Iconicity has traditionally been considered an objective, fixed, unidimensional property of language forms, often operationalized as transparency for experimental purposes. Within a Cognitive Linguistics framework, iconicity is a mapping between an individual’s construal of form and construal of meaning, such that iconicity is subjective, dynamic, and multidimensional. We test the latter alternative by asking signers who differed in ASL proficiency to complete a handshape monitoring task in which we manipulated the number of form–meaning construals that target handshapes participated in. We estimated the interaction of iconicity, proficiency, and construal density using mixed-effects models for response time and accuracy with crossed random effects for participants and items.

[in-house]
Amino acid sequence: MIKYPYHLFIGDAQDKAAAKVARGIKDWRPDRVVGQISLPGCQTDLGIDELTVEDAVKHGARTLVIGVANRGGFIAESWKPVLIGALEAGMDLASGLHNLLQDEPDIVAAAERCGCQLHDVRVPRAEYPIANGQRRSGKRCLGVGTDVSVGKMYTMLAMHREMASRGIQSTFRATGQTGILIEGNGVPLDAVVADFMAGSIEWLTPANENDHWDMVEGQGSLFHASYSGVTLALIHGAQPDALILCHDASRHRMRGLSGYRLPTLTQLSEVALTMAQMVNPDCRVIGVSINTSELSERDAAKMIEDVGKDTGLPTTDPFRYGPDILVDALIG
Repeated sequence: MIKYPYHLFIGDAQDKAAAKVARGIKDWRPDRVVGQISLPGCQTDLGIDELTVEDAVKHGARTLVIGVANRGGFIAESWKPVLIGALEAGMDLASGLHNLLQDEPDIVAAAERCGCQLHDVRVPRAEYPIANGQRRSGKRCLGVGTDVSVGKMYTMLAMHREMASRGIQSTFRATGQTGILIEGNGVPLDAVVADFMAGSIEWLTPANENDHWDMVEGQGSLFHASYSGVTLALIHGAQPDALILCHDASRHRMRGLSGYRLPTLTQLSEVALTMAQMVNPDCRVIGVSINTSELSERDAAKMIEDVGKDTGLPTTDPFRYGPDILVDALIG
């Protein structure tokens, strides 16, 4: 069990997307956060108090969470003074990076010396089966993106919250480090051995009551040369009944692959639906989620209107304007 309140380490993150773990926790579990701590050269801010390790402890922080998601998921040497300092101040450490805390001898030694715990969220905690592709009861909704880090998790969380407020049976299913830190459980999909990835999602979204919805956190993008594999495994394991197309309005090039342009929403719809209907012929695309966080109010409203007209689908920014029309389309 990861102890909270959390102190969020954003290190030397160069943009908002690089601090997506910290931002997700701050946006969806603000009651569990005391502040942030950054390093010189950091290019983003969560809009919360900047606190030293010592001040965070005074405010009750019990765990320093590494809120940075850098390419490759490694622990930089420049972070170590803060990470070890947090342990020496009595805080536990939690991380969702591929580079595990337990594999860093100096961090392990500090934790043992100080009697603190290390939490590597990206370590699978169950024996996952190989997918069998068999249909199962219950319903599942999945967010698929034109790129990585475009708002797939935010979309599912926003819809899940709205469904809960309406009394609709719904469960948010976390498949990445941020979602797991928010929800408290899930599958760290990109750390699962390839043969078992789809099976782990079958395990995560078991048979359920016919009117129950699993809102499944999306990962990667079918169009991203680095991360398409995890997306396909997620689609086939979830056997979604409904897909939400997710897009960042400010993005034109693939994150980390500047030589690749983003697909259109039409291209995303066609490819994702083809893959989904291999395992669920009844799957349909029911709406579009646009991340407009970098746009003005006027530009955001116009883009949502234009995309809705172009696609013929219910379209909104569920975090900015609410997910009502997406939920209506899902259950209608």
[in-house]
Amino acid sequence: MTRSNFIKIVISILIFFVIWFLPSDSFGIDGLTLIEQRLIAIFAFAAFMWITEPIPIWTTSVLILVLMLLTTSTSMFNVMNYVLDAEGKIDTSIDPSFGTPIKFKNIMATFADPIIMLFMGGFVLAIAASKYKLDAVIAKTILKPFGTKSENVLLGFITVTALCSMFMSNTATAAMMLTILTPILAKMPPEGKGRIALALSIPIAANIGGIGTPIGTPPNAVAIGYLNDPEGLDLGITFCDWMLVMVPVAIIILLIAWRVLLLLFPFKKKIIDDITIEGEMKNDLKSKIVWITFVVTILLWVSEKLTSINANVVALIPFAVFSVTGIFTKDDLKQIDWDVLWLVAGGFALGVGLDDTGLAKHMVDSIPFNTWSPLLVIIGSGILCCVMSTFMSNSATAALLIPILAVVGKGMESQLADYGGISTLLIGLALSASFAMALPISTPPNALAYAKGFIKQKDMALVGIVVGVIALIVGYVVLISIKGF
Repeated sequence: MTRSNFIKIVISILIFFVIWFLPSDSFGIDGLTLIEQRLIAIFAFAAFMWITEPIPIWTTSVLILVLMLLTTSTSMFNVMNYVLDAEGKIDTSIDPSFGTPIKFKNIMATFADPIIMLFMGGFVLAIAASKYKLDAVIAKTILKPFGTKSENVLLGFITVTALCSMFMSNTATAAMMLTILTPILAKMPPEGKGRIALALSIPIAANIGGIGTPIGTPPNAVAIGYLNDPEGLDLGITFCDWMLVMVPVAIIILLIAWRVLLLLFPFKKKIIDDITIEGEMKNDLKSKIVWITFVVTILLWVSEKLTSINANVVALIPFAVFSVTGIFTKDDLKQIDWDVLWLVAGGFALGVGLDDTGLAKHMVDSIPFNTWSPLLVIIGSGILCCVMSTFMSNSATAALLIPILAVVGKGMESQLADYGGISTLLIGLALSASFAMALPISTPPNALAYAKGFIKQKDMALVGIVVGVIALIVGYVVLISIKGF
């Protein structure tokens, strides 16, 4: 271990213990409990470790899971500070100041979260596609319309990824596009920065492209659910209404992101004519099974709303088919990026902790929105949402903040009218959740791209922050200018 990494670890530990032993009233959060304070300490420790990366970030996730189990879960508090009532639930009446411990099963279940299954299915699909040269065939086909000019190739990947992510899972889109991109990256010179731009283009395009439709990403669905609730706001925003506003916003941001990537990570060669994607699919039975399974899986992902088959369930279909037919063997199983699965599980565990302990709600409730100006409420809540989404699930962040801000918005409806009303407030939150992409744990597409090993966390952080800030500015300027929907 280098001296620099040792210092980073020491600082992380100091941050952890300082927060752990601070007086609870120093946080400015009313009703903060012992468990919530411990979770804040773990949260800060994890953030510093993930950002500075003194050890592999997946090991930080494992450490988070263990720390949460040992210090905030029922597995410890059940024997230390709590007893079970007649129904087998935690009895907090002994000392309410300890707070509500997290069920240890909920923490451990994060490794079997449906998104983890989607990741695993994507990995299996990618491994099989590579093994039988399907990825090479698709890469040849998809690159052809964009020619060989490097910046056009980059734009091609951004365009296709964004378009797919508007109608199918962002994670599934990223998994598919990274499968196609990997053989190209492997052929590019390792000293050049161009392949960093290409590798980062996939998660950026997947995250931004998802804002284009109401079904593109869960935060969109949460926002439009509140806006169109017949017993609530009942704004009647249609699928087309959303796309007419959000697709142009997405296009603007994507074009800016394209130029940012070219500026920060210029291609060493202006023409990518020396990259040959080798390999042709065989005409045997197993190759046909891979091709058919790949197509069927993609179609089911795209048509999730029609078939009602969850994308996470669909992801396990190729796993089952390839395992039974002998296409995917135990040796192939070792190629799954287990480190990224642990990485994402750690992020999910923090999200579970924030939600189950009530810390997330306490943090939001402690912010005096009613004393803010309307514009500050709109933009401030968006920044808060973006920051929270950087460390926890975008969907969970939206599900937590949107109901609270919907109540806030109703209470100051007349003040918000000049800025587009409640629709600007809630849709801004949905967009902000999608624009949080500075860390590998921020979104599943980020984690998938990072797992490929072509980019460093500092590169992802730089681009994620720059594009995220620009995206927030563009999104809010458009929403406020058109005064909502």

Results show a significant three-way interaction between iconicity, proficiency, and construal density such that less-proficient signers detected handshapes in more iconic signs faster than less iconic signs regardless of the handshape they were monitoring, but highly proficient signers’ performance was only improved by iconicity for handshapes that participate in many construals. Taken in conjunction with growing evidence of the subjectivity of iconicity, we interpret these results as support for the claim that construal is a core mechanism underlying iconicity, both for transparent and systematic language-internal form–meaning mappings.